New Cigna plan caps monthly out-of-pocket insulin costs at $25

Cigna and Express Scripts announced April 3 they’re launching a Patient Assurance Program that will ensure individuals with diabetes pay no more than $25 out-of-pocket for insulin each month.

A typical 30-day supply of insulin cost Cigna enrollees an average of $41.50 in 2018, according to a release, so the Patient Assurance Program would slash out-of-pocket costs including deductibles, copays and coinsurance for most of those patients by at least 40%.

“For people with diabetes, insulin can be as essential as air,” Steve Miller, MD, executive vice president and chief clinical officer at Cigna, said in the release. “We need to ensure these individuals feel secure in their ability to afford every fill so they don’t miss one dose, which can be dangerous for their health. Together, Cigna and Express Scripts are now able to give people who rely on insulin greater affordability and cost predictability so they can focus on what matters most: their wellbeing.”

A study published in JAMA Internal Medicine last December found some 25% of the 24 million diabetics in the U.S. compromise on their insulin dosages to save money—a statistic that reflects the rapid inflation in insulin prices over the past decade. The monthly wholesale cost of Humulin, the country’s most popular insulin brand, jumped from $258 in 2010 to $1,100 in 2015.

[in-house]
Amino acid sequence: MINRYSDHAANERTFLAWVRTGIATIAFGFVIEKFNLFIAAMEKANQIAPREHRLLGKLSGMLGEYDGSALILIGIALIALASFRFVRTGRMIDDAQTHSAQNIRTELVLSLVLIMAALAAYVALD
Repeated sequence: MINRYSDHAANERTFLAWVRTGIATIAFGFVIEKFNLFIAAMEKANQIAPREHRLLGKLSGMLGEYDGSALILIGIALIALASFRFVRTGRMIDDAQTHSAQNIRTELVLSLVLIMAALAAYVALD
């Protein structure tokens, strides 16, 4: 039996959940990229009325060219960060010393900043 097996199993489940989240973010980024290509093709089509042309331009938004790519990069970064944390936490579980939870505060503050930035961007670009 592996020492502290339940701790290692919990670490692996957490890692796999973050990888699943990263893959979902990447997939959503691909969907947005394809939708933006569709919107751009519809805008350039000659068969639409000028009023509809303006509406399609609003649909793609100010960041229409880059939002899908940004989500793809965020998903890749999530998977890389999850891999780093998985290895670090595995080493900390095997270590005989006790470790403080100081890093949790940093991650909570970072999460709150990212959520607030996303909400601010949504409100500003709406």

Patients with high deductibles and premiums often can’t afford those price hikes, sometimes opting to go uninsured rather than meet minimum out-of-pocket costs that in many cases exceed $7,000. NPR reported a single vial of insulin is around $250 without insurance, and uninsured patients are forced to shell out $1,300 every month to get access to their medicine.

Cigna patients enrolled in the new program will not only save on those costs, but they’ll also “gain peace of mind in knowing they will have access to improved care,” according to the release. Patients with plans that involve coinsurance or a high deductible will likely benefit most from the assurance program.

“We are confident that our new program will remove cost as a barrier for people in participating plans who need insulin,” Miller said. “Better care and better outcomes are rooted in greater choice, affordability and access, and we can bring all of these to people with the greatest needs.”

Cigna isn’t the only entity looking to expand accessibility to insulin—after a pricing pushback last month, drug manufacturer Eli Lilly announced it would start selling a half-priced version of its insulin medication Humalog. The new drug, marketed as Lispro, will cost $137.35 per vial.